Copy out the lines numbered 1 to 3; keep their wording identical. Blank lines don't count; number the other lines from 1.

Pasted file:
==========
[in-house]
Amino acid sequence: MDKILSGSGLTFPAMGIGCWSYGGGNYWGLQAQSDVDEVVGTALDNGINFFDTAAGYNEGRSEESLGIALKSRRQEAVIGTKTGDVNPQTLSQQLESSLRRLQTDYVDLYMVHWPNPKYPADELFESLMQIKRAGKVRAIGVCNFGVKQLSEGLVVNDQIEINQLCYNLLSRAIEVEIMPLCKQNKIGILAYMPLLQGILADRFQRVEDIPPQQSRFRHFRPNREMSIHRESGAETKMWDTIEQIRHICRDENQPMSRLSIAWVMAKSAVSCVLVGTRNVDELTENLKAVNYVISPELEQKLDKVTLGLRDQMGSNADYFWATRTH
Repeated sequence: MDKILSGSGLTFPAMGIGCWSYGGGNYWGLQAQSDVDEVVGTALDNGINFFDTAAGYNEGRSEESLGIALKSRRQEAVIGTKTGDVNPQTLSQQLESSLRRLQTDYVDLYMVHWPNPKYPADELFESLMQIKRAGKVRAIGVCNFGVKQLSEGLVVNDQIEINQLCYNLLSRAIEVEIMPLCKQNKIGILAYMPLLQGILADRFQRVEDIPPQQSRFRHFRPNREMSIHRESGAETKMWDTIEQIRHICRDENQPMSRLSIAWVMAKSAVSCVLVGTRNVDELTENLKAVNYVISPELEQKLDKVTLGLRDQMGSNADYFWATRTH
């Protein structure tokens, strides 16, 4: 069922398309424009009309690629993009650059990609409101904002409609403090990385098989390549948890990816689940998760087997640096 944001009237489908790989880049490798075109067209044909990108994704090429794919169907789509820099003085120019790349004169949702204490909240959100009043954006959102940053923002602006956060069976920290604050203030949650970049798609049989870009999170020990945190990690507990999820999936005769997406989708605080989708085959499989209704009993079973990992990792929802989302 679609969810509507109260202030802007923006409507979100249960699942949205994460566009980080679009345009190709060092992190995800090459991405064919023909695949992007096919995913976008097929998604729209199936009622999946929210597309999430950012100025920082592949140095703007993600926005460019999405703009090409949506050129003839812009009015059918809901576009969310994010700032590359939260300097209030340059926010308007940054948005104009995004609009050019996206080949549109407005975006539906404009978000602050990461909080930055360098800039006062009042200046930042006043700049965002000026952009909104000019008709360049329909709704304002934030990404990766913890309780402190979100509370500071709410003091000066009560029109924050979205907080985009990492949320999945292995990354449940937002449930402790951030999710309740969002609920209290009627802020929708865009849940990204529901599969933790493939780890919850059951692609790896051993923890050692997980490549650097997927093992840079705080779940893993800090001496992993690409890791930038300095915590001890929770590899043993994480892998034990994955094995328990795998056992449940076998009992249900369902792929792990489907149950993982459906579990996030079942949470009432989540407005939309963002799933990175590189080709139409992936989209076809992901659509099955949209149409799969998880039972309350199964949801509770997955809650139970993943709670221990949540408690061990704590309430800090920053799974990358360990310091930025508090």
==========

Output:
[in-house]
Amino acid sequence: MDKILSGSGLTFPAMGIGCWSYGGGNYWGLQAQSDVDEVVGTALDNGINFFDTAAGYNEGRSEESLGIALKSRRQEAVIGTKTGDVNPQTLSQQLESSLRRLQTDYVDLYMVHWPNPKYPADELFESLMQIKRAGKVRAIGVCNFGVKQLSEGLVVNDQIEINQLCYNLLSRAIEVEIMPLCKQNKIGILAYMPLLQGILADRFQRVEDIPPQQSRFRHFRPNREMSIHRESGAETKMWDTIEQIRHICRDENQPMSRLSIAWVMAKSAVSCVLVGTRNVDELTENLKAVNYVISPELEQKLDKVTLGLRDQMGSNADYFWATRTH
Repeated sequence: MDKILSGSGLTFPAMGIGCWSYGGGNYWGLQAQSDVDEVVGTALDNGINFFDTAAGYNEGRSEESLGIALKSRRQEAVIGTKTGDVNPQTLSQQLESSLRRLQTDYVDLYMVHWPNPKYPADELFESLMQIKRAGKVRAIGVCNFGVKQLSEGLVVNDQIEINQLCYNLLSRAIEVEIMPLCKQNKIGILAYMPLLQGILADRFQRVEDIPPQQSRFRHFRPNREMSIHRESGAETKMWDTIEQIRHICRDENQPMSRLSIAWVMAKSAVSCVLVGTRNVDELTENLKAVNYVISPELEQKLDKVTLGLRDQMGSNADYFWATRTH